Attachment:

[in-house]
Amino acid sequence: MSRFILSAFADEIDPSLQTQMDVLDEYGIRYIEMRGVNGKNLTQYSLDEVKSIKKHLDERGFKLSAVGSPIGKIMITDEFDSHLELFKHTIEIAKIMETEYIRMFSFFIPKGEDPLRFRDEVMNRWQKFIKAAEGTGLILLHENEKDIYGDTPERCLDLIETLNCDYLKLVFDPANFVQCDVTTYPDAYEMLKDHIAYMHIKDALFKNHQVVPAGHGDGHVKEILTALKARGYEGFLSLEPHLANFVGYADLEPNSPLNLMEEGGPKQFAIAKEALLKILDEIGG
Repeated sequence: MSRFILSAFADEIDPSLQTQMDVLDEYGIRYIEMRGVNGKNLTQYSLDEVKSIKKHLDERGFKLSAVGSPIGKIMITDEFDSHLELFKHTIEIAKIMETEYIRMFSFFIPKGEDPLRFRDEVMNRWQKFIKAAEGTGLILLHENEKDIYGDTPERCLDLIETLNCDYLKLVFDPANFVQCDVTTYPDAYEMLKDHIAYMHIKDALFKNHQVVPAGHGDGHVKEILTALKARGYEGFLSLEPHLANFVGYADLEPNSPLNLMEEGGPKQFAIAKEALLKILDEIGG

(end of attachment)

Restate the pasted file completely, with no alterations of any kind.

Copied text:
[in-house]
Amino acid sequence: MSRFILSAFADEIDPSLQTQMDVLDEYGIRYIEMRGVNGKNLTQYSLDEVKSIKKHLDERGFKLSAVGSPIGKIMITDEFDSHLELFKHTIEIAKIMETEYIRMFSFFIPKGEDPLRFRDEVMNRWQKFIKAAEGTGLILLHENEKDIYGDTPERCLDLIETLNCDYLKLVFDPANFVQCDVTTYPDAYEMLKDHIAYMHIKDALFKNHQVVPAGHGDGHVKEILTALKARGYEGFLSLEPHLANFVGYADLEPNSPLNLMEEGGPKQFAIAKEALLKILDEIGG
Repeated sequence: MSRFILSAFADEIDPSLQTQMDVLDEYGIRYIEMRGVNGKNLTQYSLDEVKSIKKHLDERGFKLSAVGSPIGKIMITDEFDSHLELFKHTIEIAKIMETEYIRMFSFFIPKGEDPLRFRDEVMNRWQKFIKAAEGTGLILLHENEKDIYGDTPERCLDLIETLNCDYLKLVFDPANFVQCDVTTYPDAYEMLKDHIAYMHIKDALFKNHQVVPAGHGDGHVKEILTALKARGYEGFLSLEPHLANFVGYADLEPNSPLNLMEEGGPKQFAIAKEALLKILDEIGG